In Ghana we have very few successful companies, and most of these are foreign-owned companies which are not even listed on the Ghana Stock Exchange (GSE). Successful companies such as Coca-Cola Ghana, MTN Ghana, Vodafone Ghana, Airtel Ghana, etc. are all foreign concerns that are not listed on the GSE. In other countries, these same global players are either forced to list locally, or do so on their own.
The Ghana Stock Exchange has about 36 listed companies. And if Ghana is serious about economic development, that is where our focus should be. The ability of a country to develop a very strong and robust stock market will go a long way to determine how well such a country will perform economically. In the United States for instance, the New York Stock Exchange (NYSE) is seen as the barometer of the US economy. The GSE is worth only about 0.0006% of the NYSE, unfortunately. We should be thinking about building our stock market.
So why the emphasis on the stock market? The emphasis on the stock market is very important and significant in at least two respects. Firstly, when we encourage more companies to list on the stock exchange, more Ghanaians will have the opportunity to own shares, effectively becoming part owners of those companies. There is also the possibility of a strong balance sheet for the companies – which means they can employ more people and provide more services. Secondly, more Ghanaians will be inspired to start companies that will eventually list on the stock exchange.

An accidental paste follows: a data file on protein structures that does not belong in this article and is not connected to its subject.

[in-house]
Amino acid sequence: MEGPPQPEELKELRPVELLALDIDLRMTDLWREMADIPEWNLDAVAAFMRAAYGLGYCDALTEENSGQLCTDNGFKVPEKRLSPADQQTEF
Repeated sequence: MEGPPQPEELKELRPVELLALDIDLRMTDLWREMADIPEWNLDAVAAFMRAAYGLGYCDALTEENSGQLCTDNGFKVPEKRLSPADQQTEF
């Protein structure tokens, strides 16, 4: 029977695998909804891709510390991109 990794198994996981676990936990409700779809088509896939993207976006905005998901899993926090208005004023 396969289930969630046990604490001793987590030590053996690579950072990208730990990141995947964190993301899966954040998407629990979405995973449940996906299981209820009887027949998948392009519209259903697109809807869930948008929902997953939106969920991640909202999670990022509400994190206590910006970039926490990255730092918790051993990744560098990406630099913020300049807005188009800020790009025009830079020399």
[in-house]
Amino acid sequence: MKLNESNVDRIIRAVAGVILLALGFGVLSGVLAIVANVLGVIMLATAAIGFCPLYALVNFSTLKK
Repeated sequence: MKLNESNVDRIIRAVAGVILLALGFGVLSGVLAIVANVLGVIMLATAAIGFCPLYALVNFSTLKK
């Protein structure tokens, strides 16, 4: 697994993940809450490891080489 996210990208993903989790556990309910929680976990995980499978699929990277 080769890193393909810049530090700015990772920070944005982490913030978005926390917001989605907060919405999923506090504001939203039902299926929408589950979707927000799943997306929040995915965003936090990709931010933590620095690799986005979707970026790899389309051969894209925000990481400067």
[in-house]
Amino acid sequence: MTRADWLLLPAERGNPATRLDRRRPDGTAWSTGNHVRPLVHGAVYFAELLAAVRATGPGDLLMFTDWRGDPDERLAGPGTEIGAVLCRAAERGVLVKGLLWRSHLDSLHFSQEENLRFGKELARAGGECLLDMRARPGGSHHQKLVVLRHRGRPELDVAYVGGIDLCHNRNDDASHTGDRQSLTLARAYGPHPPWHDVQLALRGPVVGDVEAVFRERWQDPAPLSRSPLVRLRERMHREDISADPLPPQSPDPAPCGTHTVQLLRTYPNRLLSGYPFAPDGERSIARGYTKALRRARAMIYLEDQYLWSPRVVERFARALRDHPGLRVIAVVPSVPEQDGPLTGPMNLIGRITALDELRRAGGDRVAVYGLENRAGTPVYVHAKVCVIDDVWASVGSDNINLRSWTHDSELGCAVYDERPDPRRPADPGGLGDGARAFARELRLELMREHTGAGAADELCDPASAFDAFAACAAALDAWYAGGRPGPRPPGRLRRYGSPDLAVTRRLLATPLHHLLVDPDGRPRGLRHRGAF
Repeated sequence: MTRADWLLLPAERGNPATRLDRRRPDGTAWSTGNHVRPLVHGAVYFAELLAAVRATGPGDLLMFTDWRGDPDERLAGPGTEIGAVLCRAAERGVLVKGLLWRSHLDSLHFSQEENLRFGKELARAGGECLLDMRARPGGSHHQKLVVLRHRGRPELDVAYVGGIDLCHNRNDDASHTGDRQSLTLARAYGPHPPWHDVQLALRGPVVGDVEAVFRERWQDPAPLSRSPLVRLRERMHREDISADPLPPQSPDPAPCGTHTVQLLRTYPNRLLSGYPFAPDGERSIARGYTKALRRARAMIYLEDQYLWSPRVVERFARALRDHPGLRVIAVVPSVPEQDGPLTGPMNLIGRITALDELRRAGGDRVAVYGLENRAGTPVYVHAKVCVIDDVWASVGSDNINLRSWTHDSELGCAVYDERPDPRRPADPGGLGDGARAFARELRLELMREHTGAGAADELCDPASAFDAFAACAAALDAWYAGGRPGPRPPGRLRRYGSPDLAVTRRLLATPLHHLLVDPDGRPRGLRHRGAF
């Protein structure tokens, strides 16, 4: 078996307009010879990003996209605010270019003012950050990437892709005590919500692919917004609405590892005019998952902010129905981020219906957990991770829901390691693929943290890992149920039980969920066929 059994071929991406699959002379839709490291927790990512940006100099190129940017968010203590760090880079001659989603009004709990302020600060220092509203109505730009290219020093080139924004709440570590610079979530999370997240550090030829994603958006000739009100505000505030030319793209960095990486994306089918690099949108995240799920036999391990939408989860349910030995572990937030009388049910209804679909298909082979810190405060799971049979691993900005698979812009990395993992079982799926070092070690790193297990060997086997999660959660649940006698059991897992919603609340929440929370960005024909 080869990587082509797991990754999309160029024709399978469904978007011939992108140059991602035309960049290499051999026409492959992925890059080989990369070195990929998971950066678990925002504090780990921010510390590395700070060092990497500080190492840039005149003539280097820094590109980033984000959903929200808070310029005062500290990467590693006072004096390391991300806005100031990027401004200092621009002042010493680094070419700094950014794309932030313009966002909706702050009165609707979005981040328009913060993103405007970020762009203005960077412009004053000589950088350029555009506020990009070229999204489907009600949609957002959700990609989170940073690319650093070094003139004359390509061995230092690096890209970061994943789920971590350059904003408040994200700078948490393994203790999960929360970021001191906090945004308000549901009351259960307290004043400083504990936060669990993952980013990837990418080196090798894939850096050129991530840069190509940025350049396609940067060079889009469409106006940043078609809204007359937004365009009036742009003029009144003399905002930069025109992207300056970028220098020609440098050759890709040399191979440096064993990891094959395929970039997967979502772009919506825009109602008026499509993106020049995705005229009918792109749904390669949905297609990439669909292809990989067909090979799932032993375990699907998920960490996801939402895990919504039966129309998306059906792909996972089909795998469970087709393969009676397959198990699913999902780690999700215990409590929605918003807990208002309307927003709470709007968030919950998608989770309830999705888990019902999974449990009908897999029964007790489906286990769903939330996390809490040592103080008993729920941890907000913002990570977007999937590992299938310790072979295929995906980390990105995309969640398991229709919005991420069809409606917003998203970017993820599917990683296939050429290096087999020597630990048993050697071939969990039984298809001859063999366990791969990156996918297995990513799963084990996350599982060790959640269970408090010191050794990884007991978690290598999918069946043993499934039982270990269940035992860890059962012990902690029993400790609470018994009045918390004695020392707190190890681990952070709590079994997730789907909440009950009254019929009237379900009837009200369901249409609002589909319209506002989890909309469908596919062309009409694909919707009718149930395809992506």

Unfortunately, there is this growing negative trend of demonizing our own local champions. When it comes to our local success stories, we can talk about companies such as Zoomlion, rlg Communications, Engineers & Planners, DataBank, UT Group, Antrak, MultiMedia Group, etc. Although these companies are not listed on the GSE, they are still owned by Ghanaians.
However, some Ghanaians have now made it their profession to run down some of these companies for political reasons. Owners of these companies have been painted in Green and Blue colours. This trend is worrying and disturbing, and Ghanaians should desist from it. We cannot build a very solid nation without the massive contributions of the private sector. It is no more fashionable for governments to be running businesses. The private sector should be encouraged and incentivized to lead our economic development agenda.
We cannot encourage them by demonizing them. Those doing that should desist from doing so!
Bachelor of Laws (LLB) Student
MountCrest University College